Bosch Building Technologies makes access management simple with Access Management System 2.0

Today’s security and risk managers want access management systems that are easy to set up and use. Those systems must also be easily scaleable and able to integrate with other security solutions like video and intrusion systems. On top of all that, access management systems need to be highly resilient and always available. With the introduction of the Access Management System 2.0, Bosch believes it has addressed all of these needs.

Operation is also easy: the graphical user interface (GUI) is simple and easy to understand. The dark color-scheme of the GUI reduces eye-strain and fatigue, so operators stay fresh and alert. In addition, the colours of the Access Management System 2.0 GUI are aligned with the colours of the Bosch video management system (VMS) GUI, so operators enjoy the benefits of an integrated solution, which is easier to operate than two distinct systems.

The entire customer journey is designed to be as effortless and as simple as possible. Specifying the system is easy: the software is offered in three pre-configured software bundles for different sized organisations: Lite (maximum of 144 doors and 200,000 cards), Plus (maximum of 512 doors and 200,000 cards) and Professional (maximum of 10,000 doors and 200,000 cards).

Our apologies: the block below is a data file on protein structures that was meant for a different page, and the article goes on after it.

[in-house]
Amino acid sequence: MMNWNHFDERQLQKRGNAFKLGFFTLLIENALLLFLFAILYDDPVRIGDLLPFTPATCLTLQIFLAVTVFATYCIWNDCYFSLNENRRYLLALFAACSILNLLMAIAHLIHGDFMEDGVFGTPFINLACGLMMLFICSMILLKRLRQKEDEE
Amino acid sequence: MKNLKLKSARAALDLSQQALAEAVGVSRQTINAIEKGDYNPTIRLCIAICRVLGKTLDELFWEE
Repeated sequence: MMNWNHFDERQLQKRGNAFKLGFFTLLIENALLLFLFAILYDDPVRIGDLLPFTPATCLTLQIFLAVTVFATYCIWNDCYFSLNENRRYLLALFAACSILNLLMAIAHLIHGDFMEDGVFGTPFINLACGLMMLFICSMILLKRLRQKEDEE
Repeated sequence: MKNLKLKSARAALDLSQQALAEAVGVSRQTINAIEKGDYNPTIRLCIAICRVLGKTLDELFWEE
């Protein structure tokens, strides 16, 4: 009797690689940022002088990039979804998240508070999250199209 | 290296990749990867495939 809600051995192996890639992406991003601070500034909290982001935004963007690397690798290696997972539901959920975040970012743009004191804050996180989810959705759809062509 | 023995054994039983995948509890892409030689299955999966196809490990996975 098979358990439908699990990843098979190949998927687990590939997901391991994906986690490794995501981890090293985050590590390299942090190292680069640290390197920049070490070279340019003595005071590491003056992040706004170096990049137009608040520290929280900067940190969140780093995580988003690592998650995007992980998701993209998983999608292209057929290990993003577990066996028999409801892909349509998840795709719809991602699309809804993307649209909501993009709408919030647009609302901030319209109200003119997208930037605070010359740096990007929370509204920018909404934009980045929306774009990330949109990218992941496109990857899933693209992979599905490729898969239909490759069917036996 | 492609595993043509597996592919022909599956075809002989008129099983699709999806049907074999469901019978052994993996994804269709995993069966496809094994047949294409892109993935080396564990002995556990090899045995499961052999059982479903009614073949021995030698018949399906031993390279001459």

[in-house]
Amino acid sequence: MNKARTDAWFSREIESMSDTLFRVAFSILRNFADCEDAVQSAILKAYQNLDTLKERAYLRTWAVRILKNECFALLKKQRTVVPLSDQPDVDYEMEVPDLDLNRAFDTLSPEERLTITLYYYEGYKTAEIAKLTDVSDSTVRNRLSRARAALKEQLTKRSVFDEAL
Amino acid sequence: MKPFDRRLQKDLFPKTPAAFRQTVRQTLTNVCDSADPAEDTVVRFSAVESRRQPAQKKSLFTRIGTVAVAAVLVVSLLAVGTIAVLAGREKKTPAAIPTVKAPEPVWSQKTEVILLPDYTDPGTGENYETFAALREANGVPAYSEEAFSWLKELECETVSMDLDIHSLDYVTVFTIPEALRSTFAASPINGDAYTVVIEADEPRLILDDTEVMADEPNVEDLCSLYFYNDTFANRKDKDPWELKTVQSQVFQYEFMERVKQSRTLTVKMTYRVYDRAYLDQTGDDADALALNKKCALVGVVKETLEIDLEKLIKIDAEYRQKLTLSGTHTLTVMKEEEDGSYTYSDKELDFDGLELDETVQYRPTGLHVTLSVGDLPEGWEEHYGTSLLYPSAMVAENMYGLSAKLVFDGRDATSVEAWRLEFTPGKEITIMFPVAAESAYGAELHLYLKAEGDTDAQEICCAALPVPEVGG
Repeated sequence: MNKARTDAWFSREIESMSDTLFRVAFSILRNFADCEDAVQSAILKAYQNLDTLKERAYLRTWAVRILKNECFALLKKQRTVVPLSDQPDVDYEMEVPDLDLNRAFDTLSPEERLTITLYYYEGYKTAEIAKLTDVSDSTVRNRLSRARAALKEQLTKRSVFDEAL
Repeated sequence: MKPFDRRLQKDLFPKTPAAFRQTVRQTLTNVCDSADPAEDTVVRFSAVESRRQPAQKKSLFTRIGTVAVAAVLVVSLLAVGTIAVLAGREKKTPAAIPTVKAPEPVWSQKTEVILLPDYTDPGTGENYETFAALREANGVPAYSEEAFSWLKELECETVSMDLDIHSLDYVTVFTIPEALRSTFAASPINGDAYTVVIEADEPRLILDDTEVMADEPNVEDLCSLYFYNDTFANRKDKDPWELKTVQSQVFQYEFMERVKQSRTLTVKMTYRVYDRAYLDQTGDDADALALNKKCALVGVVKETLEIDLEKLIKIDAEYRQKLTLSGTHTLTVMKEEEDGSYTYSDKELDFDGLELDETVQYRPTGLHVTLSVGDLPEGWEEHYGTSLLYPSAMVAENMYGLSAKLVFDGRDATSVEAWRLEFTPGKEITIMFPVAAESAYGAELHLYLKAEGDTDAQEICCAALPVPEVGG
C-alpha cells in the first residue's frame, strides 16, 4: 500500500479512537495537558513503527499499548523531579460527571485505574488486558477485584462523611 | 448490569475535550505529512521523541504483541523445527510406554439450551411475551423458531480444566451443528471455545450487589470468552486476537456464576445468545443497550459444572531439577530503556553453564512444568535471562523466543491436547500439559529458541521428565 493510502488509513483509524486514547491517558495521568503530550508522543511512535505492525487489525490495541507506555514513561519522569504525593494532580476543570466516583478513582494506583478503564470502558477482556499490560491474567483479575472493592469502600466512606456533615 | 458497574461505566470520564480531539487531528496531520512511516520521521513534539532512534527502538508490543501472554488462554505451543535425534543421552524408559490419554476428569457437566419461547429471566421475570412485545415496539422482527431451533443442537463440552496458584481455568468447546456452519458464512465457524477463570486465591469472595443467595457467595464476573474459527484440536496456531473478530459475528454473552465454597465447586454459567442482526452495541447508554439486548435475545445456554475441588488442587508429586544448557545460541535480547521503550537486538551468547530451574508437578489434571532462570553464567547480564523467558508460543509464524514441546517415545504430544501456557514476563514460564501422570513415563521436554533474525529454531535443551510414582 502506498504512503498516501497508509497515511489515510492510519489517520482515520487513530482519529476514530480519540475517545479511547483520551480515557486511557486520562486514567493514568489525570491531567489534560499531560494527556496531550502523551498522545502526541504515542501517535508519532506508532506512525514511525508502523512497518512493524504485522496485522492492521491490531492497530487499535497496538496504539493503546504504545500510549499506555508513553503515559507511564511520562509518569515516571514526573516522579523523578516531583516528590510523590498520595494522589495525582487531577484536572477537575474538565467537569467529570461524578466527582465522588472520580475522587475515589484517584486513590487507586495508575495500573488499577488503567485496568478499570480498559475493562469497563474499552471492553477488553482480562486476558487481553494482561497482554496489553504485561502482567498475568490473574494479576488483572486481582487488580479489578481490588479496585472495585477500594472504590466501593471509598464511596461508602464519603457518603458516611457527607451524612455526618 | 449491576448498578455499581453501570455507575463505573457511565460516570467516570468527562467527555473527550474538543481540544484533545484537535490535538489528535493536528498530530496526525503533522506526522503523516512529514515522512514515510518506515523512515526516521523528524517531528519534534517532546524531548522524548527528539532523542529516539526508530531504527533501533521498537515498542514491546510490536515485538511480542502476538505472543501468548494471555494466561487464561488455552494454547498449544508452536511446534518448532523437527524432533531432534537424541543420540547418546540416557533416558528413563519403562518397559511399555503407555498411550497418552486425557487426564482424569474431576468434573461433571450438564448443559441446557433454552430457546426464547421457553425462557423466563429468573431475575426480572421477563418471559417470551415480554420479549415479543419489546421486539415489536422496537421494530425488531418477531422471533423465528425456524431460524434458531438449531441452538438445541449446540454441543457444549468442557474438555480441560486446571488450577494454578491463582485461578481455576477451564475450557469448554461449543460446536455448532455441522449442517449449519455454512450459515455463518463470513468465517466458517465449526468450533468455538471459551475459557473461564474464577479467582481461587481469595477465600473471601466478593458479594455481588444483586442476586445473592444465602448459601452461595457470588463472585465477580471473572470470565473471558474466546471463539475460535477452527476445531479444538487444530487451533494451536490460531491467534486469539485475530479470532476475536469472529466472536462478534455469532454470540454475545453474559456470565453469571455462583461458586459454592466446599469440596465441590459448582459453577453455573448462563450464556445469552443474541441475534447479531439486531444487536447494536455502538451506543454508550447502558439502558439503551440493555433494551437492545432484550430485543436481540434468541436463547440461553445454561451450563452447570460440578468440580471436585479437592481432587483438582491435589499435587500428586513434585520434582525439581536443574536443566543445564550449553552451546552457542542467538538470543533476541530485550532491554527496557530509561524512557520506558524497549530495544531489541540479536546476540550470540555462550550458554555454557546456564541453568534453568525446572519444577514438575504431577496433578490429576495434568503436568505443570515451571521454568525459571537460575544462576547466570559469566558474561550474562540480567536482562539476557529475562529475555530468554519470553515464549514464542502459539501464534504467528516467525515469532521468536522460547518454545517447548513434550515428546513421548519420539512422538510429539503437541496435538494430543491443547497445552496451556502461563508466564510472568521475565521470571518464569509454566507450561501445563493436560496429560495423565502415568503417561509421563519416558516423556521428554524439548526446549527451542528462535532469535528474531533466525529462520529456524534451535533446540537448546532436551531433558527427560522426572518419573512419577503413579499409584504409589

Configuration is easy. Existing floor maps can be imported into the system and icons are dragged and dropped on the map to represent controllers, doors and building objects. On-boarding of end users is straightforward. For example, enrolment and assignment of access profiles are all implemented in one dialogue manager.

Operation is also simplified. The GUI is simple and easy to understand. The dark colour scheme of the GUI reduces eye strain and fatigue such that operators stay fresh and alert. In addition, the colours of the Access Management System 2.0 GUI are aligned with those of the Bosch VMS GUI. Operators therefore enjoy the benefits of an integrated solution which is far easier to operate than two distinct systems.

End users can start small and add extra capacity whenever necessary. The Access Management System 2.0 may be expanded up to 10,000 doors and 200,000 cardholders. No hardware needs replacing when expanding. Users just require software upgrades and possibly additional controllers, readers and cards. Therefore, increasing system size is not only easy, but it’s also cost-efficient. Since it’s regularly updated with the latest data security enhancements, it’s a future-proof investment for office and Government buildings, retail environments, educational concerns and more.

Master Access Controller

For maximised resilience and high availability, the Access Management System 2.0 includes the Master Access Controller (MAC) as an additional layer of resilience between the server and the access controllers. If the server fails in the Access Management System 2.0, the MAC takes over and ensures that the controllers still communicate with each other and share necessary information from the card readers. Thus, even functionalities (which include various controllers such as anti-passback and guard tour) can still be performed.